Don’t listen to the voice in your head.
I’m not talking about the one that’s telling you to “go ahead and get that mocha latte with whipped cream on it–you’ve had a rough morning and you deserve it” (although, frankly, it might be a good idea to ignore that one too), I’m talking about the one that keeps up an endlessly negative monologue when you’re trying to write.
I don’t care what age you are, how ambitious you might be, whether you’re writing an essay on How I Spent My Summer Vacation or working on the Great American Novel–odds are good you have a critical voice in your head telling you that the words you’re putting down just aren’t good enough.
I’ve written/published six novels and I still can’t silence the self-doubting monologuist who lives in my brain. While I’m tip-tapping on my laptop keyboard, I hear a constant drone that goes pretty much like this: “That sounds lame. Would the character really say that? You’ve completely dropped the theme of this book. And what happened to the plot line you were supposed to be developing here–you just ignoring that one? Stiff, awkward, unrealistic . . . This sucks. This really sucks. You should go back and start again. Or better yet, just give up and make cookies.”
This voice is, to say the least, distracting. Worse, it’s disruptive to the creative process. It can bring you to a crashing halt as you sit at the desk filled with doubt and uncertainty, wondering whether to scrap everything and start over or just start slashing and burning.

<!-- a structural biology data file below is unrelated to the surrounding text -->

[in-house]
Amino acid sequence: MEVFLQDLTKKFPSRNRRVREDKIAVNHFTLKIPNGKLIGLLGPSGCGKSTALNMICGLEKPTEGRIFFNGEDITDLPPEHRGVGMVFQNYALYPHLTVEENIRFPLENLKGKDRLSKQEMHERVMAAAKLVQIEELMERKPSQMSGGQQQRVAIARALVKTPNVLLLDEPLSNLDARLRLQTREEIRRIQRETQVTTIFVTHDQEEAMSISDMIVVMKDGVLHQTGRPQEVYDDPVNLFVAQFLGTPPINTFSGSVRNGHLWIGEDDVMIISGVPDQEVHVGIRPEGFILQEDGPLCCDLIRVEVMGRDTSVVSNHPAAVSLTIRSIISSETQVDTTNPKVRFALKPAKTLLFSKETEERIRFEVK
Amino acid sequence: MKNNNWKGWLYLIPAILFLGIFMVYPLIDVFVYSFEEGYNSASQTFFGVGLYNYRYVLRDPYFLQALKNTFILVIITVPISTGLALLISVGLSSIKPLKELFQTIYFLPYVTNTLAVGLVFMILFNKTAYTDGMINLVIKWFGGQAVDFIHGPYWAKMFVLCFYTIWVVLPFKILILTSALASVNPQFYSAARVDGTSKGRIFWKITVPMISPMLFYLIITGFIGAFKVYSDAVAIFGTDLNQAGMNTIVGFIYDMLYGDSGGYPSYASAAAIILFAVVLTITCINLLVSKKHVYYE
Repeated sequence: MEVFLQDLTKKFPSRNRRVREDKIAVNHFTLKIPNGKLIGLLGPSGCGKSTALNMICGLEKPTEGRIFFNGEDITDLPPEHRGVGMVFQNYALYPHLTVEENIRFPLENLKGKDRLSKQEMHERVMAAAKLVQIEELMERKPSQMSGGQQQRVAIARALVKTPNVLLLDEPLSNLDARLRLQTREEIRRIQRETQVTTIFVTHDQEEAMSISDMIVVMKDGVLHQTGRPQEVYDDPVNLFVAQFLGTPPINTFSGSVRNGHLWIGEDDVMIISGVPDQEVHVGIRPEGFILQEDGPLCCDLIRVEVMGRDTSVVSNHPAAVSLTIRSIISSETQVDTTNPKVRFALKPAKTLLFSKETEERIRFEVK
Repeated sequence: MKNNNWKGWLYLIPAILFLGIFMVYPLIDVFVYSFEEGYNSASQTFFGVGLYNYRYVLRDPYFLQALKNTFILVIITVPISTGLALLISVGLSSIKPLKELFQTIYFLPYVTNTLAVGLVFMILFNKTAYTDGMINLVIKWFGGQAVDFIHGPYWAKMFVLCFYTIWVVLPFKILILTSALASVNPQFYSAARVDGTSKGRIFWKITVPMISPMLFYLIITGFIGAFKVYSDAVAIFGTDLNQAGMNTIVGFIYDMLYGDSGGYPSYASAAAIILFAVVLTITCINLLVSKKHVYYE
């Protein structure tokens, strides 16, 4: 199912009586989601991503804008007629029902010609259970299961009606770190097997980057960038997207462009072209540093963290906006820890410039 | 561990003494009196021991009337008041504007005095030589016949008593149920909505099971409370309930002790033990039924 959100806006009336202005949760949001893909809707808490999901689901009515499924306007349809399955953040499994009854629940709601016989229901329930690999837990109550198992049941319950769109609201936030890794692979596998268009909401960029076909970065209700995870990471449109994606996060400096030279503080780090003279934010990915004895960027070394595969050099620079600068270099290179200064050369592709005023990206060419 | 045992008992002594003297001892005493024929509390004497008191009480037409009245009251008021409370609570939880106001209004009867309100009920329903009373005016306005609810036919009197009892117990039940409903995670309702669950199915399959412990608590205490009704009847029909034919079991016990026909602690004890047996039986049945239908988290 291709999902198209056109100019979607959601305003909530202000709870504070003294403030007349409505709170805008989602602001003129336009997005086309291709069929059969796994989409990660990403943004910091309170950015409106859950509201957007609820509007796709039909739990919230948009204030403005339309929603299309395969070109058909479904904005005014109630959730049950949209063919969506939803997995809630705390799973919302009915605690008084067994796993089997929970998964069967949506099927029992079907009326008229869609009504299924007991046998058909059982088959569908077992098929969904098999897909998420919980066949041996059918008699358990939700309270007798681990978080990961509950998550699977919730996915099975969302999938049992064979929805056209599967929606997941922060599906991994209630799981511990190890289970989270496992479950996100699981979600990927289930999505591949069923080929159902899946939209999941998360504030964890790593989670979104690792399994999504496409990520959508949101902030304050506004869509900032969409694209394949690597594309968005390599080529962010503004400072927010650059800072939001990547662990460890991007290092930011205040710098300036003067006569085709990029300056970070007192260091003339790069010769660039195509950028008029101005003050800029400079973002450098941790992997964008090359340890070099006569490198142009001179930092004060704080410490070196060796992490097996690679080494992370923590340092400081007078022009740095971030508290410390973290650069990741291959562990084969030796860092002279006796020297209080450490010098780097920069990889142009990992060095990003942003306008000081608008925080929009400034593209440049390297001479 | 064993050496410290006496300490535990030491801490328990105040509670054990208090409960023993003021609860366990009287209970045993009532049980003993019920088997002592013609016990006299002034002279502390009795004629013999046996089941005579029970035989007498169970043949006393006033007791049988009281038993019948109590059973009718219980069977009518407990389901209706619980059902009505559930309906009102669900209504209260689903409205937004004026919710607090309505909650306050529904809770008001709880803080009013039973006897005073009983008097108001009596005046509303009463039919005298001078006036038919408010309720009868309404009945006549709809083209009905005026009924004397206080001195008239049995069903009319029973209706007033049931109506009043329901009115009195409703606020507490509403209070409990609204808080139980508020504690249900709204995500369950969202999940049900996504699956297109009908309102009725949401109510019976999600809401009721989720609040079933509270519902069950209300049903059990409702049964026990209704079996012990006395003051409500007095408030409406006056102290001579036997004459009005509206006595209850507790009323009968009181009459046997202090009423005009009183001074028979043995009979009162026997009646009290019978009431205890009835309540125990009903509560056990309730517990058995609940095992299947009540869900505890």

The good news is, I’ve figured out to deal with it. I don’t argue–because that voice is a much better arguer than I am (and, in all honesty, usually has a point–my writing is often sloppy). I simply ask it to hold off for the moment. “Just let me keep moving forward,” I say “That’s all that matters right now. It doesn’t have to be good yet. I just want to end the day with some pages. Making those pages good will be my future job.”
Learning to push the criticism away is probably the main reason I’ve been able to write the number of novels I have. My first priority is to get through a draft. And I do, because I know I can and will go back later and fix anything I’m not happy with.
The critic inside my head will never completely leave me. It’s always there, whether I’m writing or looking in a mirror or reviewing my mothering decisions for the day. But it can be shoved aside and temporarily silenced with”You may have a point, but I don’t feel like listening to it now.”
And nothing matters more if you want to be a writer than actually getting words onto a page. Nothing.